“Your data has been compromised.”
Like most people, you hope to avoid hearing the aforementioned words at all costs. However, data breaches happen far more often than you might expect. In 2020 alone, 1,001 data breaches swept the United States—affecting a staggering 155.8 million individuals.
With that in mind, you may be wondering: What are some specific examples of a data breach? Here are three recent data breach examples that shook the corporate world.
Three recent data breach examples:
On May 1, 2021, one of San Diego’s main health care systems, Scripps Health, had its technology servers hacked in a sudden ransomware attack—proving that no industry is immune to data breaches. Fallout from the attack disrupted care givers’ access to patient information and the ability to communicate with their patients. An employee of a local hospital, UC San Diego Health, put it this way: “As recent events at Scripps Health illustrate, health care systems continue to be prime targets for cyberattacks.”
In late 2020, the Tacoma-based health care firm MultiCare Health System fell victim to a data breach compromising the personal information of up to 200,000 patients and workers. This stolen data included Social Security numbers, dates of birth, and insurance policy numbers—and MultiCare Health System had to pay a ransom to prevent the information from being shared publicly.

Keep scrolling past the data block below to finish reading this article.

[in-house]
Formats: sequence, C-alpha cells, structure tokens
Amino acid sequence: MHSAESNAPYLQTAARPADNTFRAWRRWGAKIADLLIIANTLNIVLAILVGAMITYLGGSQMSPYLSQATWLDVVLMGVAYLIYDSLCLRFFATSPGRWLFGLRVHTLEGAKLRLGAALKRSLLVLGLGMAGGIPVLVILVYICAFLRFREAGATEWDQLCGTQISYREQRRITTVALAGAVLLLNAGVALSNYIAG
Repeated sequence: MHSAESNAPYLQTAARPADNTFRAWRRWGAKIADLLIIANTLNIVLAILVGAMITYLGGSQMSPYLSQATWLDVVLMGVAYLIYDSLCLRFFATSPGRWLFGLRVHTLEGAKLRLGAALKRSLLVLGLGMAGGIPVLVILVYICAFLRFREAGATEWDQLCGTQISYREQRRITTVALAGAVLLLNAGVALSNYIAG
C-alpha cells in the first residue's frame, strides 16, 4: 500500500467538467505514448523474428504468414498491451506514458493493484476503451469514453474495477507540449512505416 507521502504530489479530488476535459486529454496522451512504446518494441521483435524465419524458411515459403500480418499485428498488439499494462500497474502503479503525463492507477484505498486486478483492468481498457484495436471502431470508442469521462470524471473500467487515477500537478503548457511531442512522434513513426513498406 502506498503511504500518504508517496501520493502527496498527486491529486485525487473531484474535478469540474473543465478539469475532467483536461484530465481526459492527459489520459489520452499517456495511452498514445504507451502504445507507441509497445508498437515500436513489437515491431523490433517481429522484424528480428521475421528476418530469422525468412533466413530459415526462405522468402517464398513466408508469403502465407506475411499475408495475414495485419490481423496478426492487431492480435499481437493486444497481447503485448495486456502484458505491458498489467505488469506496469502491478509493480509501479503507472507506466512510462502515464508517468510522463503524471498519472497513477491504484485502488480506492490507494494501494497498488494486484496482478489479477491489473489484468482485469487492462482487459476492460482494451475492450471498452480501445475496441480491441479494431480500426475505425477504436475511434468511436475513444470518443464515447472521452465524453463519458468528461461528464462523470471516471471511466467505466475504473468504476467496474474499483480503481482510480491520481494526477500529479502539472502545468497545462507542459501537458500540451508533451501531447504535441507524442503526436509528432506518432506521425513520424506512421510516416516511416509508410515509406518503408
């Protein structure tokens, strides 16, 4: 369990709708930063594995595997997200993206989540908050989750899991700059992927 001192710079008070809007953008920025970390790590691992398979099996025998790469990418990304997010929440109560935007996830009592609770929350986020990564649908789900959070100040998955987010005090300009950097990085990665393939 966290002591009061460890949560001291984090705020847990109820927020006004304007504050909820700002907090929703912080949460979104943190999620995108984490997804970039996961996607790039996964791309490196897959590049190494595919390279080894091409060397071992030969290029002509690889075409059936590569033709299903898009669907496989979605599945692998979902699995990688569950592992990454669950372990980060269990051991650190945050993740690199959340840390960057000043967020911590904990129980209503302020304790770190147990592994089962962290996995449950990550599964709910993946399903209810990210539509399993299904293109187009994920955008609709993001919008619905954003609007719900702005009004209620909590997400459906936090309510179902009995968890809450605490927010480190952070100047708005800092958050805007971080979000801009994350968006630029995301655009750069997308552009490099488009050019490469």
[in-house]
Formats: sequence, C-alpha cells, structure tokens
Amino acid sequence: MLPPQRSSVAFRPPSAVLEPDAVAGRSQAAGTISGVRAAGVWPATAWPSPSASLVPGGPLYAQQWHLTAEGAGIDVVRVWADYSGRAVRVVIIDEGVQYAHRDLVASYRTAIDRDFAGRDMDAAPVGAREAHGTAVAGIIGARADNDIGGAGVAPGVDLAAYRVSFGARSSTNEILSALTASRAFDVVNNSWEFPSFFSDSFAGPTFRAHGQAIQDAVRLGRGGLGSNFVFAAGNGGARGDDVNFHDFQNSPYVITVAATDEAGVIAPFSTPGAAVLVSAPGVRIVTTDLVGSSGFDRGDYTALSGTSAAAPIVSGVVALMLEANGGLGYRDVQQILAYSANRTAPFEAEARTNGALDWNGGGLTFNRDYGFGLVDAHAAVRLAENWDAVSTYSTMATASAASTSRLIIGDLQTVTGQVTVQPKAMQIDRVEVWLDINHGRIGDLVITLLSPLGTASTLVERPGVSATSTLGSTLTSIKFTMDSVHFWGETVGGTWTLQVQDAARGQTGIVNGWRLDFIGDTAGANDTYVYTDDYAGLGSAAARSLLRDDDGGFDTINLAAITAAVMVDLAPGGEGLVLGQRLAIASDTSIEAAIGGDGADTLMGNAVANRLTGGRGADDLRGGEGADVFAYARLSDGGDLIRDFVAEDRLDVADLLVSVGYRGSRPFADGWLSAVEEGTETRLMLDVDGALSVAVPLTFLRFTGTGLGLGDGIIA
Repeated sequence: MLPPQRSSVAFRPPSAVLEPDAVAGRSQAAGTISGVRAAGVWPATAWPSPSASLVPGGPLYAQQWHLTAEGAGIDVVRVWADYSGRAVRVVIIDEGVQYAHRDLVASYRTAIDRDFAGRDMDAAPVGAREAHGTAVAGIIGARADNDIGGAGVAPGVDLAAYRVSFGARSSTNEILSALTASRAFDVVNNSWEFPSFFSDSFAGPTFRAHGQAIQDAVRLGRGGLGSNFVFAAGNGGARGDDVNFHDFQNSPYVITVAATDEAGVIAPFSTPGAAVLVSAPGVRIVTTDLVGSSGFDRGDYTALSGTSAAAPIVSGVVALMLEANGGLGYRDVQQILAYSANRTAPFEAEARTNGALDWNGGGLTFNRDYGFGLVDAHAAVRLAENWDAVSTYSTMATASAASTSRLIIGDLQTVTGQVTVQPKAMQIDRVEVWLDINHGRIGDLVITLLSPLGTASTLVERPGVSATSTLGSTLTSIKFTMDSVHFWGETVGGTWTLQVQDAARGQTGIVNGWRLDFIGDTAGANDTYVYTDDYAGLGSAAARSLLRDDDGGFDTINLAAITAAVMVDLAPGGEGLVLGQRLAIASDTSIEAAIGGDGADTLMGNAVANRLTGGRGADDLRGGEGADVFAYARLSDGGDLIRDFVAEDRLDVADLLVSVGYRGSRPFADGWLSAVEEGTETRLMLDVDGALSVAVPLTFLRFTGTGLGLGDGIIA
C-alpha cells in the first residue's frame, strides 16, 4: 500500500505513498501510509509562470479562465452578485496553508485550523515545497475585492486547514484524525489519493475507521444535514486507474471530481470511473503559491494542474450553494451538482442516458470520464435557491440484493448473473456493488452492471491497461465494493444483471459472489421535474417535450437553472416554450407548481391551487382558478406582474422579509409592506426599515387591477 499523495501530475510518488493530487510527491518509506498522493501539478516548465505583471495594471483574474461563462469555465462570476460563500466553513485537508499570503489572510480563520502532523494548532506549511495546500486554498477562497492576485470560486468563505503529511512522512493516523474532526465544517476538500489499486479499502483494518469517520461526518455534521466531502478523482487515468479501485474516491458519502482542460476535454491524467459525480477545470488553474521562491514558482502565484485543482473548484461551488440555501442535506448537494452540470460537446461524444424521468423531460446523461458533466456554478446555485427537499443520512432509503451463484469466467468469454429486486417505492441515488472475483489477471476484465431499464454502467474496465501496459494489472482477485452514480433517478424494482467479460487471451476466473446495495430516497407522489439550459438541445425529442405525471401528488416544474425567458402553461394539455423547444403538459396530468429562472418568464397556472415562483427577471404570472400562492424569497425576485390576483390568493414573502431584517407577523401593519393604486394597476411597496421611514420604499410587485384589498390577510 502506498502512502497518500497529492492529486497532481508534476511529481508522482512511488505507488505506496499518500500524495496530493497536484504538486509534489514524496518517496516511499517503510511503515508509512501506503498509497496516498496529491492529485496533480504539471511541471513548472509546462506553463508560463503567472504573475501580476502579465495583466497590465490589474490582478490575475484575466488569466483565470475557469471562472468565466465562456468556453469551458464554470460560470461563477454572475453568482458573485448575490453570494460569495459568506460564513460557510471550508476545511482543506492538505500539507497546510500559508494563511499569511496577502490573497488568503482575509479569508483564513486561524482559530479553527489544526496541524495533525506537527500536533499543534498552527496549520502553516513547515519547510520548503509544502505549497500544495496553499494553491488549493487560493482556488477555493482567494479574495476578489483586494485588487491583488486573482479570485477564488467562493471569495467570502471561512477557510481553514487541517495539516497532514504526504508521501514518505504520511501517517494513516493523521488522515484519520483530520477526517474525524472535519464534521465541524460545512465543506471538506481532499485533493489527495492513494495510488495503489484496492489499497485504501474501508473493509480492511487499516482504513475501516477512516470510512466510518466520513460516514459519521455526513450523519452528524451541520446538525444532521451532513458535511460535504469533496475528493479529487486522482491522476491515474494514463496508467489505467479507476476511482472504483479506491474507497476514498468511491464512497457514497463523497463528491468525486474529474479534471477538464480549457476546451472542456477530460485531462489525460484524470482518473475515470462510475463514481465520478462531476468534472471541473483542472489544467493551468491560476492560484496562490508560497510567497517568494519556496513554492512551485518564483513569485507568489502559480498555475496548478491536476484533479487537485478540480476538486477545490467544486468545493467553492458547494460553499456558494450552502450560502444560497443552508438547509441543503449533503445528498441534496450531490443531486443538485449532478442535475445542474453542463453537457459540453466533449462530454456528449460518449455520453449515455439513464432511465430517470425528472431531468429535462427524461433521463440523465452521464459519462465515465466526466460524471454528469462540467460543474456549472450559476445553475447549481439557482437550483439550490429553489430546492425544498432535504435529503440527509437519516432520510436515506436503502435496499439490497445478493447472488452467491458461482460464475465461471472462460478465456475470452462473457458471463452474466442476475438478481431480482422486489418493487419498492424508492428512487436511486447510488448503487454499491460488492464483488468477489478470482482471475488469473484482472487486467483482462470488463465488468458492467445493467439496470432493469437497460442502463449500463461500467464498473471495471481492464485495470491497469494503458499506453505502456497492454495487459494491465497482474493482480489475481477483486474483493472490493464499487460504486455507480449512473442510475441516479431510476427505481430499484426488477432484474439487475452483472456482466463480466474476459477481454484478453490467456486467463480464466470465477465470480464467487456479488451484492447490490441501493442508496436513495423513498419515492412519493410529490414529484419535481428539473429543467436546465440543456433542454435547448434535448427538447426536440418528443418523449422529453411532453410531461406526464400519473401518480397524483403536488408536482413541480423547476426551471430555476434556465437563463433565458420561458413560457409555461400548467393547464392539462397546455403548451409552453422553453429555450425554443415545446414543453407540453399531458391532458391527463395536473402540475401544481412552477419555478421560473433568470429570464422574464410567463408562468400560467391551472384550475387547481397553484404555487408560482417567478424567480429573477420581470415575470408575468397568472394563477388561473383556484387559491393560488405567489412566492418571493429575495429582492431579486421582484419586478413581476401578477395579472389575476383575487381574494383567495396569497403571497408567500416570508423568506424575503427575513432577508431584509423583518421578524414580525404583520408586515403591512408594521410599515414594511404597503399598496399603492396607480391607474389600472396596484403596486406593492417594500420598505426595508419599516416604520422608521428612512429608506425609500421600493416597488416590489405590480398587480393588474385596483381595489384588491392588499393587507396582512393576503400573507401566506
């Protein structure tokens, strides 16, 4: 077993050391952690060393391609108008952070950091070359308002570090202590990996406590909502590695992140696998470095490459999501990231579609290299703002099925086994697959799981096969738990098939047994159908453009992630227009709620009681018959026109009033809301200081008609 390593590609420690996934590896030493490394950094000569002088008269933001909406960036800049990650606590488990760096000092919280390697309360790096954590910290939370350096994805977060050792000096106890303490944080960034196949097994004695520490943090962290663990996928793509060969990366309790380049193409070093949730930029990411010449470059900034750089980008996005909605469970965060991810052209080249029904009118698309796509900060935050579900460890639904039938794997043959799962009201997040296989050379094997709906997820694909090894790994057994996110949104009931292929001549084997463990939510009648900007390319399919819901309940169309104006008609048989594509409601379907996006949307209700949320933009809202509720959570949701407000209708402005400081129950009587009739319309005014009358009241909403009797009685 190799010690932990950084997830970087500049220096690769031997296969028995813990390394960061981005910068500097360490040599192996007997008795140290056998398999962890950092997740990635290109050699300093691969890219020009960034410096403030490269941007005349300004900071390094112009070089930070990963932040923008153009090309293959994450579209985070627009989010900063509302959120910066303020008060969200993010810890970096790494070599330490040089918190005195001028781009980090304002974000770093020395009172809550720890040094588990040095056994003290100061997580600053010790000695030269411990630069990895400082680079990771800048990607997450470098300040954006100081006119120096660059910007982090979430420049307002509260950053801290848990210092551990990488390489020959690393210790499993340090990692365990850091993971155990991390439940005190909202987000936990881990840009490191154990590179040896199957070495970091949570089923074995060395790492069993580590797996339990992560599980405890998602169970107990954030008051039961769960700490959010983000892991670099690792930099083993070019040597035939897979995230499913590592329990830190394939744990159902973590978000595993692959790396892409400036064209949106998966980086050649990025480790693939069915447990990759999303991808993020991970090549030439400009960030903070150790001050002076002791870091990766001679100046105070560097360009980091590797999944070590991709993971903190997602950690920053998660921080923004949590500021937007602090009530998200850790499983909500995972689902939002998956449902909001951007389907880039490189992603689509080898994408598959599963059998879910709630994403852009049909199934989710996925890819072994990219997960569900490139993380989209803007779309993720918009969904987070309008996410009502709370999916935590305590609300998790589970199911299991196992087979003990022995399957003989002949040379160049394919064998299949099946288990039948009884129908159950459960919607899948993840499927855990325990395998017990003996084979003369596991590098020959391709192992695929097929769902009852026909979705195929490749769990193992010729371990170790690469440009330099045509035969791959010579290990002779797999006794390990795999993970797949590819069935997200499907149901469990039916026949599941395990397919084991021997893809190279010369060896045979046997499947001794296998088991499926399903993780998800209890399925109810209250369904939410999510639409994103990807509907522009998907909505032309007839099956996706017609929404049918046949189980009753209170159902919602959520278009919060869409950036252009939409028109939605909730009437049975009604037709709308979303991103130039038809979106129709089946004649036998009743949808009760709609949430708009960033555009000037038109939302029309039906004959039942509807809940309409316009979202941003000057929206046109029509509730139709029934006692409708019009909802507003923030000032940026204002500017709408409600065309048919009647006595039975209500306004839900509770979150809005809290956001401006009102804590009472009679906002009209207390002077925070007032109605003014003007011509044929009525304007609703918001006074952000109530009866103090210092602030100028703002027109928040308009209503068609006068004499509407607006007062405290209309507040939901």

In early 2021, Cancer Treatment Centers of America alerted 104,808 patients that a data breach compromised their protected health information. The compromised data included patient names, health insurance information, medical record numbers, account numbers, and other medical information—none of which was meant for the public eye.
No target is too small
The data breach examples above may center around large health care organizations—but cybercriminals don’t discriminate by size or industry. They’ll gladly exploit any vulnerability they discover. Across the world, companies large and small fall victim to data breaches on a regular basis: suffering from financial loss, compromised trust between clients and employees alike, and even reputational damage.
According to one PwC report, 85% of consumers won’t do business with a company if they have concerns about the business’s security practices. A 2019 Verizon study backs this point up, with 69% of survey respondents saying they would avoid a company that had suffered a data breach. The bottom line for modern businesses of all sizes? Strong cybersecurity is nonnegotiable.
Now that you’re read a few examples of a data breach, want to learn more to keep your company protected? Read “What Is a Data Breach.”